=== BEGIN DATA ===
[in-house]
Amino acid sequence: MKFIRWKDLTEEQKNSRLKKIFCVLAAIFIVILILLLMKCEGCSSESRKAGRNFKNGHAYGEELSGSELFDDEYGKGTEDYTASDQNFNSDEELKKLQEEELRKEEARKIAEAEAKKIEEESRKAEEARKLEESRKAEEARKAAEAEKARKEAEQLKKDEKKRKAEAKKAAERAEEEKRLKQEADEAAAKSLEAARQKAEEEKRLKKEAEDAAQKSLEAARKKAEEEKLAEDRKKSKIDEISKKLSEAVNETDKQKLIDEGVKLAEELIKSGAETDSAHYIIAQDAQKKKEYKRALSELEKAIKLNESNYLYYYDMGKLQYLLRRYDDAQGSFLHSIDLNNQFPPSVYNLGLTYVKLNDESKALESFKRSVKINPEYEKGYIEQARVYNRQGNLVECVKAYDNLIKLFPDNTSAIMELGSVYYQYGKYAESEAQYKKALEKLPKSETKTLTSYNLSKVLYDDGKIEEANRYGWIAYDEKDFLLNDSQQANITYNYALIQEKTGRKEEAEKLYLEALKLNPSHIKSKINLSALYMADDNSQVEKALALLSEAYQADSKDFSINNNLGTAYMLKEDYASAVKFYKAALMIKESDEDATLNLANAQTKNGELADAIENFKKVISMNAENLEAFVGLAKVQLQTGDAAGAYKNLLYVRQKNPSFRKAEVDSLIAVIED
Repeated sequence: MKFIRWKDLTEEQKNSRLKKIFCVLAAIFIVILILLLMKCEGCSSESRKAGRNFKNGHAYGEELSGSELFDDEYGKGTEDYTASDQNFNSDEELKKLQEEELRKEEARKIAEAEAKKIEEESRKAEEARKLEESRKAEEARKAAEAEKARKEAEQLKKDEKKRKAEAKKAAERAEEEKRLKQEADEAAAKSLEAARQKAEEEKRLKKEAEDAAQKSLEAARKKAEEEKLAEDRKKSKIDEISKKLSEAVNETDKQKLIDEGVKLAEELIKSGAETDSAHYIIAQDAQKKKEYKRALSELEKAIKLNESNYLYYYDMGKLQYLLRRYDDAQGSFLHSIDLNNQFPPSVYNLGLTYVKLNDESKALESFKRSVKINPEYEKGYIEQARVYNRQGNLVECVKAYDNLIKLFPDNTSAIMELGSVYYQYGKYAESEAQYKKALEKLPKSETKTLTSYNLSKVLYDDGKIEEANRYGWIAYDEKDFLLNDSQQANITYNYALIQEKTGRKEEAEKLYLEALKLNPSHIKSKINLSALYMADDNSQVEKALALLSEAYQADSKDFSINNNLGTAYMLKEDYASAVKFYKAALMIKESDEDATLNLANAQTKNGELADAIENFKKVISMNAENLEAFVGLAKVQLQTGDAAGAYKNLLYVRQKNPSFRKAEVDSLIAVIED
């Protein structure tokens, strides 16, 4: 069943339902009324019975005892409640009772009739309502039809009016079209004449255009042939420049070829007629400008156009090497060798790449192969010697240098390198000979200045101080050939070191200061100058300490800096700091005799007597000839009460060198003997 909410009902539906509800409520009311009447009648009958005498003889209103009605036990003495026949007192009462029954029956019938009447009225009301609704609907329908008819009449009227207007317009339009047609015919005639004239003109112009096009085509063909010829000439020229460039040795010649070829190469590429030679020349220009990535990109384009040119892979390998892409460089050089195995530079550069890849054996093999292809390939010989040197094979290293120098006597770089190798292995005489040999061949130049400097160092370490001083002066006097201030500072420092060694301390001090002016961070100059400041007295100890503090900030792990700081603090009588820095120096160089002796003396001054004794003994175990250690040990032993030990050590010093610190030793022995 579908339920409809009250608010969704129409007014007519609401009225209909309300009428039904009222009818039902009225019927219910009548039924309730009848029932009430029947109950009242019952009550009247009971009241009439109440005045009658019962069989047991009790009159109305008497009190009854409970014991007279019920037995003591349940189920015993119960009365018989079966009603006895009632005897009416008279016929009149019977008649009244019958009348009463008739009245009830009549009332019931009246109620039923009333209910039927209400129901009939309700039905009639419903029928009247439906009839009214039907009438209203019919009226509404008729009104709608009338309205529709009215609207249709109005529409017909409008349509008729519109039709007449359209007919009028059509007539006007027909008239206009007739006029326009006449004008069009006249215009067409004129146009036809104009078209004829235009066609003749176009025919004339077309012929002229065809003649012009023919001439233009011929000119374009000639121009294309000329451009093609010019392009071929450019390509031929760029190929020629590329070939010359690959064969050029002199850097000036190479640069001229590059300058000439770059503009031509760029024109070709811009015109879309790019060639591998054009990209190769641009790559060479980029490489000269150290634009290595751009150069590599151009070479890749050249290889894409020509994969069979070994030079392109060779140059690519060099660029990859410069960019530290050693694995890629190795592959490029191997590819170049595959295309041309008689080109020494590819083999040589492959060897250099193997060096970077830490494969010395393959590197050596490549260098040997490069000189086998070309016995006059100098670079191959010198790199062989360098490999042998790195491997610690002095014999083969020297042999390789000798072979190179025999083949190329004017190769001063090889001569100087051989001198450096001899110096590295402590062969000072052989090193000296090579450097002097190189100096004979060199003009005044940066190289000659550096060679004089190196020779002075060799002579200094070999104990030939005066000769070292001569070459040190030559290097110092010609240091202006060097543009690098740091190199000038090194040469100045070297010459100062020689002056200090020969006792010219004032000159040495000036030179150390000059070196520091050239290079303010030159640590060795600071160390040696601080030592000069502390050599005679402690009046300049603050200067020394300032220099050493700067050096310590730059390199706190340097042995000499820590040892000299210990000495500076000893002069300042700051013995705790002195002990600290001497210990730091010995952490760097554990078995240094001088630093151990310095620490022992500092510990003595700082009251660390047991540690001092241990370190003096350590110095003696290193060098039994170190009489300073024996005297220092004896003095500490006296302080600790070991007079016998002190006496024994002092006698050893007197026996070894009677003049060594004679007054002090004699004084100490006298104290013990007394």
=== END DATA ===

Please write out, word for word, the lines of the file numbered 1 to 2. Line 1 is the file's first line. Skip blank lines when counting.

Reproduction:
[in-house]
Amino acid sequence: MKFIRWKDLTEEQKNSRLKKIFCVLAAIFIVILILLLMKCEGCSSESRKAGRNFKNGHAYGEELSGSELFDDEYGKGTEDYTASDQNFNSDEELKKLQEEELRKEEARKIAEAEAKKIEEESRKAEEARKLEESRKAEEARKAAEAEKARKEAEQLKKDEKKRKAEAKKAAERAEEEKRLKQEADEAAAKSLEAARQKAEEEKRLKKEAEDAAQKSLEAARKKAEEEKLAEDRKKSKIDEISKKLSEAVNETDKQKLIDEGVKLAEELIKSGAETDSAHYIIAQDAQKKKEYKRALSELEKAIKLNESNYLYYYDMGKLQYLLRRYDDAQGSFLHSIDLNNQFPPSVYNLGLTYVKLNDESKALESFKRSVKINPEYEKGYIEQARVYNRQGNLVECVKAYDNLIKLFPDNTSAIMELGSVYYQYGKYAESEAQYKKALEKLPKSETKTLTSYNLSKVLYDDGKIEEANRYGWIAYDEKDFLLNDSQQANITYNYALIQEKTGRKEEAEKLYLEALKLNPSHIKSKINLSALYMADDNSQVEKALALLSEAYQADSKDFSINNNLGTAYMLKEDYASAVKFYKAALMIKESDEDATLNLANAQTKNGELADAIENFKKVISMNAENLEAFVGLAKVQLQTGDAAGAYKNLLYVRQKNPSFRKAEVDSLIAVIED